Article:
Also imposed is a 1 percent excise tax on stock buybacks, which is expected to bring in $73 billion annually.

“After the Tax Cuts and Jobs Act, we saw half a million manufacturing jobs come back and be created in America. We saw investment in intellectual property, and a giant sucking sound of companies returning to the United States," said Brady.

“Under this president, we’ve seen just the exact opposite. These tax hikes are going after those companies we value the most—manufacturing, energy, telecom. These are very harsh tax hikes. Our economy can’t take this. There couldn’t be a worse time for it."

No Deflation on the Horizon

With regard to inflation, critics say the bill will reduce long-run economic growth, worsening the situation by constraining the productive capacity of the economy.
The bill would reduce inflation only in the short term, according to the Tax Foundation, an independent tax policy nonprofit.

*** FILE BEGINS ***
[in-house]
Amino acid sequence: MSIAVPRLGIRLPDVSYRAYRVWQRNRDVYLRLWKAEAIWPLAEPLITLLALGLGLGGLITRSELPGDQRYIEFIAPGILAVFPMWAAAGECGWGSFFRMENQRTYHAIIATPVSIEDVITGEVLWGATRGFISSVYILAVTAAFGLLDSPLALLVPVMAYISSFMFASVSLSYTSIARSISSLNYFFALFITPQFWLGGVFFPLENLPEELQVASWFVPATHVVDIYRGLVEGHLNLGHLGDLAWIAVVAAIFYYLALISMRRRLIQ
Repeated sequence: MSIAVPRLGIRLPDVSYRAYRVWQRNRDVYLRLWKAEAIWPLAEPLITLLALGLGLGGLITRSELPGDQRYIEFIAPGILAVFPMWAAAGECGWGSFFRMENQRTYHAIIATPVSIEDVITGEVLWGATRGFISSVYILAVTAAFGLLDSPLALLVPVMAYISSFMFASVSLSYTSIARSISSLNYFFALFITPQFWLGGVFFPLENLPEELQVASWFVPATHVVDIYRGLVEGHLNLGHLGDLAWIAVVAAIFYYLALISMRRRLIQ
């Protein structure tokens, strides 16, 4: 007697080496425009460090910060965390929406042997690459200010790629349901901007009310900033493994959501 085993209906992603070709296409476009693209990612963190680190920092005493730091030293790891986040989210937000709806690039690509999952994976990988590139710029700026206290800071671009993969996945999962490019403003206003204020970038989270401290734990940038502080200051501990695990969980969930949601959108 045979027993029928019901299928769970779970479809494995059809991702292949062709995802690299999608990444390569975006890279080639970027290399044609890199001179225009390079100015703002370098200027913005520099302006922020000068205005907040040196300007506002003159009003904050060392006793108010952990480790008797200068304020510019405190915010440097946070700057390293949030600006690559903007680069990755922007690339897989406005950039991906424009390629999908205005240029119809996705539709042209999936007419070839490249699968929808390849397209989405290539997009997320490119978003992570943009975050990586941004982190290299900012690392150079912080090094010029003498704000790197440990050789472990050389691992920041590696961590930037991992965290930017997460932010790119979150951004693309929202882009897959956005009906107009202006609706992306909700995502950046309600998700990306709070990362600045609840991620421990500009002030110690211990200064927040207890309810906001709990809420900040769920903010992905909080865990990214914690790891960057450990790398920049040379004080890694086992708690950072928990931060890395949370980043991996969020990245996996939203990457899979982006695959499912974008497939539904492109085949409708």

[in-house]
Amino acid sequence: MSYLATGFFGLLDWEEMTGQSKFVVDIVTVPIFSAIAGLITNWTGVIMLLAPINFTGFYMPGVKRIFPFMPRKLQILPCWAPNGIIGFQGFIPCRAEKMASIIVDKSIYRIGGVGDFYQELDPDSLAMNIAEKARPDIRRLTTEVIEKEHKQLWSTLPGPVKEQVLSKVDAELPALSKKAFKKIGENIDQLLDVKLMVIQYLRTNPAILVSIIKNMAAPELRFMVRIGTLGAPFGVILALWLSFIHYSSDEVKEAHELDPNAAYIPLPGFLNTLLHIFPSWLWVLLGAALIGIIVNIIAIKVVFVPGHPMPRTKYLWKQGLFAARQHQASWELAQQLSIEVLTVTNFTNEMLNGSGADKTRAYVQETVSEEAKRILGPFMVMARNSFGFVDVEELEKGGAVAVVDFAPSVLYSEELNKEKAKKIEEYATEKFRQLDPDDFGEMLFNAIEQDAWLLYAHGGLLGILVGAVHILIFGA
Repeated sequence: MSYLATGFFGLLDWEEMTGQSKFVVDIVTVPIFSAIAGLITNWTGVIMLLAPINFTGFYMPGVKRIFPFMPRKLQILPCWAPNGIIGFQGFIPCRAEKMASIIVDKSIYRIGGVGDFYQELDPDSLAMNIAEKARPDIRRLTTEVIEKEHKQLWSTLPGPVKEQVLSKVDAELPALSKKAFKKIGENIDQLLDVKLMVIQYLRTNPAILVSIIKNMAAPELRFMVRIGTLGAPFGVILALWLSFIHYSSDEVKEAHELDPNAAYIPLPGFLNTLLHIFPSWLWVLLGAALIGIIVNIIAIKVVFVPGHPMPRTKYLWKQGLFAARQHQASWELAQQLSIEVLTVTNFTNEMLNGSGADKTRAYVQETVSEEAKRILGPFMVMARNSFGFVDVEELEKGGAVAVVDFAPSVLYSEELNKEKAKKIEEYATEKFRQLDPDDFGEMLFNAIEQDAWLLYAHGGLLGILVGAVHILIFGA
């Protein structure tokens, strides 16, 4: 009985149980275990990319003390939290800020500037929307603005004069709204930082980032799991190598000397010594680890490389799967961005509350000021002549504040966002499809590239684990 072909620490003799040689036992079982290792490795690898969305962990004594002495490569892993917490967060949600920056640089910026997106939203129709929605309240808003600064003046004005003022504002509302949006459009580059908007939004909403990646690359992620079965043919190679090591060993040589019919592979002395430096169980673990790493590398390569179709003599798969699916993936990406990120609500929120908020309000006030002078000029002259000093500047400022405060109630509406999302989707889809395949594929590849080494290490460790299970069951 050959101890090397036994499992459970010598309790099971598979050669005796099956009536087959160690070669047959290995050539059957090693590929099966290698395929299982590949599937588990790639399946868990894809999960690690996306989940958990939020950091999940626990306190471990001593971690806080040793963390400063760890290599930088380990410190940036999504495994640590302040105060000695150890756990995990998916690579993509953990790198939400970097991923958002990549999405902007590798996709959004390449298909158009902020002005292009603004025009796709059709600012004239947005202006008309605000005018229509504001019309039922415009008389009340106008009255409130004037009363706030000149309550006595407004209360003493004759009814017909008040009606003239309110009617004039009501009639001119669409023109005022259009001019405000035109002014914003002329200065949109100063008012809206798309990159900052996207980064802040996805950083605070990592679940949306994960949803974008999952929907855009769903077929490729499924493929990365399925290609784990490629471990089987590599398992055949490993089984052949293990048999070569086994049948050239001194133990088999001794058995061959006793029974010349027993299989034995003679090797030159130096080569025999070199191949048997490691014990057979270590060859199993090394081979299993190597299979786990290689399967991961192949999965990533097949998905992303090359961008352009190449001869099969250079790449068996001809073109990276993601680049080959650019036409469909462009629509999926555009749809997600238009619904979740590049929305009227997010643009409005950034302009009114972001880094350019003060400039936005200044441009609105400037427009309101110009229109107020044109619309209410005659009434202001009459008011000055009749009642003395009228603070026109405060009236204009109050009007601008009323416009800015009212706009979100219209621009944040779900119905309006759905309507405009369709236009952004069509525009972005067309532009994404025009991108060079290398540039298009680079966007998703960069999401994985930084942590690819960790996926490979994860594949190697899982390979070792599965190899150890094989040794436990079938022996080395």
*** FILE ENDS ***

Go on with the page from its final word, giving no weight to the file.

"By increasing spending, the bill worsens inflation, especially in the first two years, as revenue raisers take time to ramp up and the deficit increases. We find that budget deficits would increase from 2023 to 2025, potentially worsening inflation," said the tax policy center.

According to the Congressional Budget Office, in its latest forecast from May 25, federal spending for 2022 is expected to reach 23.5 percent of gross domestic product (GDP) and grow to 24.3 percent over the next decade.

The Tax Foundation said that the future projections of the federal budget is at a "level only exceeded during the pandemic and World War II, and far above the 50-year average level of 20.8 percent."

The bill now awaits passage by the House, which is set to convene on Aug. 12, 2022 for final passage.

Bryan S. Jung is a native and resident of New York City with a background in politics and the legal industry. He graduated from Binghamton University.